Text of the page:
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The Zero-Sum Fallacy in Evidence Evaluation

Pilditch, TD; Fenton, N; Lagnado, D; (2019) The Zero-Sum Fallacy in Evidence Evaluation. Psychological Science , 30 (2) pp. 250-260. 10.1177/0956797618818484. Green open access

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Abstract

There are many instances, both in professional domains such as law, forensics, and medicine and in everyday life, in which an effect (e.g., a piece of evidence or event) has multiple possible causes. In three experiments, we demonstrated that individuals erroneously assume that evidence that is equally predicted by two competing hypotheses offers no support for either hypothesis. However, this assumption holds only in cases in which competing causes are mutually exclusive and exhaustive (i.e., exactly one cause is true). We argue that this reasoning error is due to a zero-sum perspective on evidence, wherein people assume that evidence that supports one causal hypothesis must disconfirm its competitor. Thus, evidence cannot give positive support to both competitors. Across three experiments (N = 49, N = 193, N = 201), we demonstrated that this error is robust to intervention and generalizes across several different contexts. We also ruled out several alternative explanations of the bias.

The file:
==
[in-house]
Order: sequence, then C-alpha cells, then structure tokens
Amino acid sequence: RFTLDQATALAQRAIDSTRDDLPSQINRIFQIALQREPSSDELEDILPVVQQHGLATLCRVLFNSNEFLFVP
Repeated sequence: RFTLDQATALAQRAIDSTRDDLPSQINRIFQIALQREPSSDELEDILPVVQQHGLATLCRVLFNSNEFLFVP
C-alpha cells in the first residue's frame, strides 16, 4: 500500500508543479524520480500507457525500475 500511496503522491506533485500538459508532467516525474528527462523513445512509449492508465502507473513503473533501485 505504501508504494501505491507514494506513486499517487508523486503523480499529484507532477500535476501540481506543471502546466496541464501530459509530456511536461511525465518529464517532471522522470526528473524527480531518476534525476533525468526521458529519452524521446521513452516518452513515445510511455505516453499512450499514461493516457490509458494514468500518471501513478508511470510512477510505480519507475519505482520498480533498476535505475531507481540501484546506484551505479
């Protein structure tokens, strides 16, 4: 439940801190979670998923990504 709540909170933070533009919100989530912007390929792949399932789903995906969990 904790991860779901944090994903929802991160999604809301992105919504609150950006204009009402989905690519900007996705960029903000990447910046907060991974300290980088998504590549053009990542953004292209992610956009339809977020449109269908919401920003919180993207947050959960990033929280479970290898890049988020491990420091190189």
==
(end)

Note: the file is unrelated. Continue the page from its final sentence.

Type: Article
Title: The Zero-Sum Fallacy in Evidence Evaluation
Open access status: An open access version is available from UCL Discovery
DOI: 10.1177/0956797618818484
Publisher version: https://doi.org/10.1177/0956797618818484
Language: English
Additional information: This version is the author accepted manuscript. For information on re-use, please refer to the publisher’s terms and conditions.
Keywords: zero sum, intuitive judgment, cognitive bias, evidential reasoning, probabilistic reasoning, open data, open materials
UCL classification: UCL > Provost and Vice Provost Offices
UCL > Provost and Vice Provost Offices > School of Life and Medical Sciences
UCL > Provost and Vice Provost Offices > School of Life and Medical Sciences > Faculty of Brain Sciences
UCL > Provost and Vice Provost Offices > School of Life and Medical Sciences > Faculty of Brain Sciences > Div of Psychology and Lang Sciences
UCL > Provost and Vice Provost Offices > School of Life and Medical Sciences > Faculty of Brain Sciences > Div of Psychology and Lang Sciences > Experimental Psychology
URI: https://discovery.ucl.ac.uk/id/eprint/10068067
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